Japan With Kids - Forums:
Repairs and Maintenance:
By Suzanne on Tuesday, January 25, 2005 - 11:47 am:
Does anyone have a suggestion on how to rid my garden of the neighborhood cats or at least keep them from spraying near my house. As soon as it gets warm I'd like my kids to be able to play outside.
By Nancy on Tuesday, January 25, 2005 - 8:34 pm:
Years ago we went to great lengths to try and keep cats away due to a severe allergic reaction. Attached is a link to an article suggesting a few options. Your solution may depend on how the cats gain access to the garden. Good Luck!
P.S. Now we have dogs and the cats don't come near our place!
By Steve K on Wednesday, January 26, 2005 - 9:39 am:
You could try the Coleus canina plant. It's probably not available at your local gardening store, but I have seen one Japanese website advertising it.
By Admin on Wednesday, January 26, 2005 - 10:43 am:
If you are in a hurry, you can use the "Empty PET Bottle Filled With Water" trick. I had a cat coming up my stairwell and spraying on my daughter's tricycle. I strategically placed two large filled pet bottles in front. And the cat stopped spraying there. He found another spot he liked right where I was hanging my dustpan, and I put another bottle there. He finally went off somewhere else. I finally got rid of the bottle after about a year ;-) I'm not sure how well this will work out-of-doors.
By Trupti Gandhi on Wednesday, January 26, 2005 - 11:28 am:
i think admin's trick will work outdors as well... as i have seen many pet bottles near the roots of plants in japanese gardens... and i was told by a japanese friends that they keep the cats away...
may be yuko can chime in here!!
By Yuko Kubota on Wednesday, January 26, 2005 - 12:32 pm:
>may be yuko can chime in here!!
Wow, thanks for the call
Unfortunately, I don't know much about this issue, but I notice that people do say that bottles often _don't_ work. Although, we have some word of experience here, so it's worth a try, I suppose.
I notice that gardening or DIY shops sell cat-avoiding goods, along with crow-avoiding goods. Also, some say that it's important that all neighbors do not feed stray cats and keep their pet cats inside the house, but each person has different opinions on how to live with animals, so that is that.
Among the cat-avoiding goods, I noticed a rag with thorns. So I once planted some toothpicks up-side-down in my garden. I'm not sure if it worked or not. I didn't have such a harsh problem from the beginning.
If it so happens that it's dogs, you can put out a sign to encourage pet owner's manners (Japan does not allow stray dogs, so basically all dogs have owners). I think the signs are also available at public facilities, but I'm not sure.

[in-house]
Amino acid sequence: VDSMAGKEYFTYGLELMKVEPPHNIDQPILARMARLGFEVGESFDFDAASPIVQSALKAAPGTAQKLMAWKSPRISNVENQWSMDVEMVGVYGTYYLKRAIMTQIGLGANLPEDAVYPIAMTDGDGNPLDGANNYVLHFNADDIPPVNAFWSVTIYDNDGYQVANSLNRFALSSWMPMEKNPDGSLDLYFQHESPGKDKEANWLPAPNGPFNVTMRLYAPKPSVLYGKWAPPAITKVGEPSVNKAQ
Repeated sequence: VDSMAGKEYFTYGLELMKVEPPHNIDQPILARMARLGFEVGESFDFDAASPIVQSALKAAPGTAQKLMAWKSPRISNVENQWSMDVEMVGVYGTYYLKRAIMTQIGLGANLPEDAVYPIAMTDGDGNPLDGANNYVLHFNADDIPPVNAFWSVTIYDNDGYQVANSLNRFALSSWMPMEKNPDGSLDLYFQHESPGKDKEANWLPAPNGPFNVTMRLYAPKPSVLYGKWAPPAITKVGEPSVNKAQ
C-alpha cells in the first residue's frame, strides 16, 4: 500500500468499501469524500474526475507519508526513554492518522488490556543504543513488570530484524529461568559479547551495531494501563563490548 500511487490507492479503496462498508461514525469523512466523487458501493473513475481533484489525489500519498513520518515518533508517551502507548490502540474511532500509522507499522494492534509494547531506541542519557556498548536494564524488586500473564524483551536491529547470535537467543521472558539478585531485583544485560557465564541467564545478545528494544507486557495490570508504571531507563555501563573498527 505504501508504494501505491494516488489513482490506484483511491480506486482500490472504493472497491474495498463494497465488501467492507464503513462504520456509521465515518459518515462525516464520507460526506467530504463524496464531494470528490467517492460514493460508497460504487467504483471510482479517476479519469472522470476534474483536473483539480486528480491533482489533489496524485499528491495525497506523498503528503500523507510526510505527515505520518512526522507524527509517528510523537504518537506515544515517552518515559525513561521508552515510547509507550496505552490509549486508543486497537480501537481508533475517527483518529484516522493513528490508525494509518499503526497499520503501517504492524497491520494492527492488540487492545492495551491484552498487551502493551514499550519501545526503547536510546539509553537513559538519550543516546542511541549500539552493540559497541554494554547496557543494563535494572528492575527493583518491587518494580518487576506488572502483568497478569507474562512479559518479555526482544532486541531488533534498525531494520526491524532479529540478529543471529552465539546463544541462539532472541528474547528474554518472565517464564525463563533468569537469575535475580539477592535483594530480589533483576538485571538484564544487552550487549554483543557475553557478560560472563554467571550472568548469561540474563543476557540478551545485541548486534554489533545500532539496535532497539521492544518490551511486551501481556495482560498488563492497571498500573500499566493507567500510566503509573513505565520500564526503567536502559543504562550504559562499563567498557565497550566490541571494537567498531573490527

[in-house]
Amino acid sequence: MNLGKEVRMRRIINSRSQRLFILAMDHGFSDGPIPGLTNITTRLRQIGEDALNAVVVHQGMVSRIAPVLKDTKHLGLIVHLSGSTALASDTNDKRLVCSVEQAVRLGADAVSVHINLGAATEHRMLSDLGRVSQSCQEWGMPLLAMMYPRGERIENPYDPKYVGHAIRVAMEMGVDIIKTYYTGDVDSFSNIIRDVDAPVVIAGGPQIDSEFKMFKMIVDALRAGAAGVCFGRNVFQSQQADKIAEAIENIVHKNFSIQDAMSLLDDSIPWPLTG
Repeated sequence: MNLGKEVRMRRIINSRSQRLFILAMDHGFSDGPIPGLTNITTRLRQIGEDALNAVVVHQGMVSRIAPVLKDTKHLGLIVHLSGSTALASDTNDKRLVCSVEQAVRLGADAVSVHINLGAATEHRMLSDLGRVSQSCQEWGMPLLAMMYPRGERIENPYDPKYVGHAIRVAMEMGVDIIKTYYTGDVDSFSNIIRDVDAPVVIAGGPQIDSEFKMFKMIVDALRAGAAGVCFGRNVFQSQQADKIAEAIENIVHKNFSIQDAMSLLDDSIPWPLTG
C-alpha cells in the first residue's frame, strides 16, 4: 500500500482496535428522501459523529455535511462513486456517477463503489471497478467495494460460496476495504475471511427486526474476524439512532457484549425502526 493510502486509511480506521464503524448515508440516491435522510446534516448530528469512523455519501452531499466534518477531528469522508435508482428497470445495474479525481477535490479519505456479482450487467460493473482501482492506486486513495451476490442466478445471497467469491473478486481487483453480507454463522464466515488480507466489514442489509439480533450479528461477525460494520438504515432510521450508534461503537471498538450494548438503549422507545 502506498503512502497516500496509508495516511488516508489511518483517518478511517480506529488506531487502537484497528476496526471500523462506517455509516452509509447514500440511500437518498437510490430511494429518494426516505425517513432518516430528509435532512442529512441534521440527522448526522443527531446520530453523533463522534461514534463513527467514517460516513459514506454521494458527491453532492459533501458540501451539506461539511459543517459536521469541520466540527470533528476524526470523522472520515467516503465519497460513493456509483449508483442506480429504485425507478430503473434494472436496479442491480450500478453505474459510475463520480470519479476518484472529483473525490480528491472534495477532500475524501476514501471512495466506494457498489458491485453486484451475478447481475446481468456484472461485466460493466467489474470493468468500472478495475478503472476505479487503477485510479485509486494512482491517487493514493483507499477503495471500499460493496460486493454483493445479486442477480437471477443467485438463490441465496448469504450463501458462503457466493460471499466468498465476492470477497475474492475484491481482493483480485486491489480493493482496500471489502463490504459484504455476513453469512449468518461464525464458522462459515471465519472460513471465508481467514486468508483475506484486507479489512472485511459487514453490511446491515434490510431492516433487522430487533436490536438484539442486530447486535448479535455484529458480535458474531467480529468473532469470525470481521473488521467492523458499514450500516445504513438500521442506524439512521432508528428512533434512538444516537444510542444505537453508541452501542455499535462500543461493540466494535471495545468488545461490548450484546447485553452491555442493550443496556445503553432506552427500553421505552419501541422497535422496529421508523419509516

In any case, this might be a good chance to talk to your neighbors to see how they're dealing with it. No one likes the smell of what cats leave behind.
By Suzanne on Wednesday, January 26, 2005 - 8:04 pm:
Thanks for all your advice. I will start with the PET bottles, while I look for the plants and cat avoid spray. Hopefully something will work by the time the weather gets
I had heard that people put out PET bottles, but no one could tell me why they worked (or people thought they worked). Does anyone know?
On another note, one of the cats has does not have a collar and has a large wound on it's leg. Is there an animal protection agency or no-kill shelter I could call to come pick-up the cat to provide care for it?
By Janine Boyd on Wednesday, January 26, 2005 - 8:51 pm:
I cant stand the cats getting into my rubbish either so I will give you everything Ive got in my handy book called Molly Dyes Survival Manual
available at Australian Newsagents 008 022 552
Try any or all of these ideas
" ...cats detest the smell of Oil of Wintergreen available from the pharmacy,....they also hate turpentine or fresh orange peel. Use liberally. Dampen strips of rag and tie these rags about the area affected.
(This works for dogs too)
Sprinkle moth balls (flaked ) around the garden........does not harm plants.
Chop a whole bulb (not just a clove) of garlic or a strong onion, mix with a tablespoon of cayenne pepper OR a teaspoon of tabasco to 4 cups of tepid water. Strain into sprayer for indoors or use in watercan for outdoors.
You can also buy a commercial product in Australia called
D-TER ...scares off dogs, cats, crows and other birds
The pet bottle idea I know is good for dogs. Never heard of it working for cats, but its worth a shot I guess.
Suzanne, the reason it works is that dogs are smart enough to never spoil a water source....I suppose incase they have to drink it some day.
Hope one of these ideas works for your pesky friend
By Admin on Wednesday, January 26, 2005 - 10:53 pm:
I heard that the pet bottle thing works because the animal catches a reflection of themself and think it is another cat, but maybe just the movement or flickering of a reflection is enough. It's hard to see anything "accurately" reflected in a PET bottle! (I should really check the urban myth web site before posting this...)